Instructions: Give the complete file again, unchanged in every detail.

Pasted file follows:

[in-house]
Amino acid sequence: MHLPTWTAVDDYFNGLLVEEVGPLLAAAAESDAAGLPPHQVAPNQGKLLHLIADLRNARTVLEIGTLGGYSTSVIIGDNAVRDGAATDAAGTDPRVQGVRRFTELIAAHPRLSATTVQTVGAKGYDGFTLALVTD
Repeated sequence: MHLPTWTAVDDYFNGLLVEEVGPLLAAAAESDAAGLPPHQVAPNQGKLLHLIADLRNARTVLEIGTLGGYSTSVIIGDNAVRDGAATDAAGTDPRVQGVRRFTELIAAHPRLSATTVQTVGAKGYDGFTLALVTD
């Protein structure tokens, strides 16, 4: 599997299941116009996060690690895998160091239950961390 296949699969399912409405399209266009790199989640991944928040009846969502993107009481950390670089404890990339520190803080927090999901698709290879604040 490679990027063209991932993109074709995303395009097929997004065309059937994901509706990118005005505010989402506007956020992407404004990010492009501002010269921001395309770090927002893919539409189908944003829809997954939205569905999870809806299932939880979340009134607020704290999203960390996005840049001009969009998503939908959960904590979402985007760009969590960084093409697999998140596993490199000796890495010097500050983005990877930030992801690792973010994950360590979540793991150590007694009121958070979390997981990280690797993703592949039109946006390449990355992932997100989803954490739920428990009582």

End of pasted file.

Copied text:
[in-house]
Amino acid sequence: MHLPTWTAVDDYFNGLLVEEVGPLLAAAAESDAAGLPPHQVAPNQGKLLHLIADLRNARTVLEIGTLGGYSTSVIIGDNAVRDGAATDAAGTDPRVQGVRRFTELIAAHPRLSATTVQTVGAKGYDGFTLALVTD
Repeated sequence: MHLPTWTAVDDYFNGLLVEEVGPLLAAAAESDAAGLPPHQVAPNQGKLLHLIADLRNARTVLEIGTLGGYSTSVIIGDNAVRDGAATDAAGTDPRVQGVRRFTELIAAHPRLSATTVQTVGAKGYDGFTLALVTD
């Protein structure tokens, strides 16, 4: 599997299941116009996060690690895998160091239950961390 296949699969399912409405399209266009790199989640991944928040009846969502993107009481950390670089404890990339520190803080927090999901698709290879604040 490679990027063209991932993109074709995303395009097929997004065309059937994901509706990118005005505010989402506007956020992407404004990010492009501002010269921001395309770090927002893919539409189908944003829809997954939205569905999870809806299932939880979340009134607020704290999203960390996005840049001009969009998503939908959960904590979402985007760009969590960084093409697999998140596993490199000796890495010097500050983005990877930030992801690792973010994950360590979540793991150590007694009121958070979390997981990280690797993703592949039109946006390449990355992932997100989803954490739920428990009582």